Frank

  • New Members
  • PipPipPip
  • 13,380 posts
  • LocationSmithfield, VA (again)

Posted 26 November 2012 - 08:15 PM

Cool, BillyPilgrim -- did those references hint at a mechanism?


It seems like its not entirely understood but primarily due to genetic and hormonal factors. Diet seems to have an impact, but its likely more of a limiting factor (i.e. birds with insufficient dietary supplies of the precursors for a pigment will have altered pigmentation, but given sufficient dietary supply the other factors seem to explain most variation). They made a good point that wild populations aren't likely to experience enough variation in diet between individuals to account for the larger number of yellow and orange variants in some areas (like BigOly's example).

Life List: 687

Latest birds:  Buff-breasted Sandpiper, Piping Plover, Sooty Grouse

ABA 2014: 315 species
Virginia 2014: 236
Isle of Wight County 2014: 182 species

My Flickr
eBird
 

Nevada Field Season Report: http://www.whatbird....-season-report/

Costa Rica Trip Report: http://www.whatbird....rt/#entry396425


#11 BigOly

BigOly

    NoBadDaysBirder

  • New Members
  • PipPipPip
  • 1,935 posts

Posted 26 November 2012 - 09:57 PM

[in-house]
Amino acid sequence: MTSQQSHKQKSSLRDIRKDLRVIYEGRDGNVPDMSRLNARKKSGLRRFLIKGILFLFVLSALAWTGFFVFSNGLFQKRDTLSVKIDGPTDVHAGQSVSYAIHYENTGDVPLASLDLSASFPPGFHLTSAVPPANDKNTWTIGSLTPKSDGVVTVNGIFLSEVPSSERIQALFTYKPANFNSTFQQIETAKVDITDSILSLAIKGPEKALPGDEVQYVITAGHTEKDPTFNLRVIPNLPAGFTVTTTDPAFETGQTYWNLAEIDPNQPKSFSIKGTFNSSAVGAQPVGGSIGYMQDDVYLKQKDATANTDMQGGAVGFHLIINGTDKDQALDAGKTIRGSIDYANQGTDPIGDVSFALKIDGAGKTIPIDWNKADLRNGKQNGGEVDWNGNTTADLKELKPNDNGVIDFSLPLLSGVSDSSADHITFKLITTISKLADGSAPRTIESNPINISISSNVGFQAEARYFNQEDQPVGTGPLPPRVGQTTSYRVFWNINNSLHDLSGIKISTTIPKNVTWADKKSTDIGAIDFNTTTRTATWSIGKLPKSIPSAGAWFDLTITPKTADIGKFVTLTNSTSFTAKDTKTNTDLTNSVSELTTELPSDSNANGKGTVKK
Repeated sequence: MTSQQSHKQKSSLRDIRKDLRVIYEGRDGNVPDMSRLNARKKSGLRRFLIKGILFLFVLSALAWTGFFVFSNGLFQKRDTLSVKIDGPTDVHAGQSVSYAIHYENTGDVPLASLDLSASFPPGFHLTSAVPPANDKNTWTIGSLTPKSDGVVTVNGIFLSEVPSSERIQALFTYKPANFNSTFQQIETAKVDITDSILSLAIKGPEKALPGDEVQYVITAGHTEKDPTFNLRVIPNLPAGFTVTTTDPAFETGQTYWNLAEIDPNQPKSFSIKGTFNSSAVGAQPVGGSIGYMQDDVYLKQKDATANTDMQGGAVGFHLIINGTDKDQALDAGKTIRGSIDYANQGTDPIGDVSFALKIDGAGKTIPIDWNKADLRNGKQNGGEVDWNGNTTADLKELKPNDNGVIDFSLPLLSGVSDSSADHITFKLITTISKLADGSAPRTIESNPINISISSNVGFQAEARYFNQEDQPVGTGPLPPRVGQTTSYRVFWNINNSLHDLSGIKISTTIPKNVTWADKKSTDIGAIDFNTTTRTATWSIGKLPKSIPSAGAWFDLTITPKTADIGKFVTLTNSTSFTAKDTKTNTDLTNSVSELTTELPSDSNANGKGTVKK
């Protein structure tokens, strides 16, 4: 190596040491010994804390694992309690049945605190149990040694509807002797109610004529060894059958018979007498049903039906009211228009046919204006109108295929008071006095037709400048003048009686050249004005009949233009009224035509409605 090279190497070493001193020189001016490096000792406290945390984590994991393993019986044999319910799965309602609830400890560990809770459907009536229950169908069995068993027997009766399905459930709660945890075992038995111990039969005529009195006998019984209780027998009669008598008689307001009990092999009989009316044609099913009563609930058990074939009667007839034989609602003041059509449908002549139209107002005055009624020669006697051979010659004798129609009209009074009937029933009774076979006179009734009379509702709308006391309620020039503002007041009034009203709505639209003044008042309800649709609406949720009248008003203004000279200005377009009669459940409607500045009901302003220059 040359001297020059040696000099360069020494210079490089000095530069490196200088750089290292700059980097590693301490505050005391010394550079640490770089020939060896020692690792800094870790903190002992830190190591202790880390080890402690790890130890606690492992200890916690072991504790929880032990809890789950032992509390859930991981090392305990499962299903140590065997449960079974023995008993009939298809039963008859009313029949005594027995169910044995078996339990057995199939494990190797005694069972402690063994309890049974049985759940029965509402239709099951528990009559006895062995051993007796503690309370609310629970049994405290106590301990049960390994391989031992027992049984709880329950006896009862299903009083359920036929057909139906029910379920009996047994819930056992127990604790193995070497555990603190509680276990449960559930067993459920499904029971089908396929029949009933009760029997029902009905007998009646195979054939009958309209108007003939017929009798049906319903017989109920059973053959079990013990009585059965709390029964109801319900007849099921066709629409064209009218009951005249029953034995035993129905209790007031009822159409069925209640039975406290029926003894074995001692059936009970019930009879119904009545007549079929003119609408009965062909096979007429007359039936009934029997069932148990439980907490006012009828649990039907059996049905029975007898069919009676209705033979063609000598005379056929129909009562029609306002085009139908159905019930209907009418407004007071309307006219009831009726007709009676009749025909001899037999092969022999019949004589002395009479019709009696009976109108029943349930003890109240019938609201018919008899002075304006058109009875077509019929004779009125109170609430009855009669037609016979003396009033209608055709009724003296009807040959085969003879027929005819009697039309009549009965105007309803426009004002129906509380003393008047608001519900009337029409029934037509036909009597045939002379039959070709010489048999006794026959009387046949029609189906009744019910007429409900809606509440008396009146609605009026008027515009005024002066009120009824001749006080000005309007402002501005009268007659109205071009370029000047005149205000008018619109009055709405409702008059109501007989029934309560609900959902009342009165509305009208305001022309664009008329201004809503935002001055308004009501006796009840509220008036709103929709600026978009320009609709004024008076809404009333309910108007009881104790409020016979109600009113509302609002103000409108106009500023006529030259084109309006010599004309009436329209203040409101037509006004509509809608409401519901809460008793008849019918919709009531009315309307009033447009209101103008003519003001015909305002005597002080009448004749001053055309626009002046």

I just always figured that when these birds got down here and were yellow/orange they turned red after eating from my feeders for a couple months. I guess I'm way off.

#12 psweet

psweet

    Advanced Member

  • New Members
  • PipPipPip
  • 16,481 posts
  • LocationNortheast Illinois

Posted 26 November 2012 - 09:58 PM

Once a feather has grown in, the only things it can do are wear down or fade. Going from orange to red would require orange tips to wear off, showing the red below (not impossible, I suppose).

#13 TheBillyPilgrim

TheBillyPilgrim

    Frank

  • New Members
  • PipPipPip
  • 13,380 posts
  • LocationSmithfield, VA (again)

Posted 26 November 2012 - 10:14 PM

Once a feather has grown in, the only things it can do are wear down or fade. Going from orange to red would require orange tips to wear off, showing the red below (not impossible, I suppose).


In the case of House Fnches, the entire feather is colored the same so wear doesn't factor into the change. I think the best assumption here is that BigOly is seeing different populations at different points of the year due to migration.

Life List: 687

Latest birds:  Buff-breasted Sandpiper, Piping Plover, Sooty Grouse

ABA 2014: 315 species
Virginia 2014: 236
Isle of Wight County 2014: 182 species

My Flickr
eBird
 

Nevada Field Season Report: http://www.whatbird....-season-report/

Costa Rica Trip Report: http://www.whatbird....rt/#entry396425


#14 sailormom64

sailormom64

    Advanced Member

  • New Members
  • PipPipPip
  • 427 posts
  • LocationSC

Posted 27 November 2012 - 01:32 AM

I think the yellow one is just as pretty, if we didn't know he was "supposed" to be red! ;)




0 user(s) are reading this topic

0 members, 0 guests, 0 anonymous users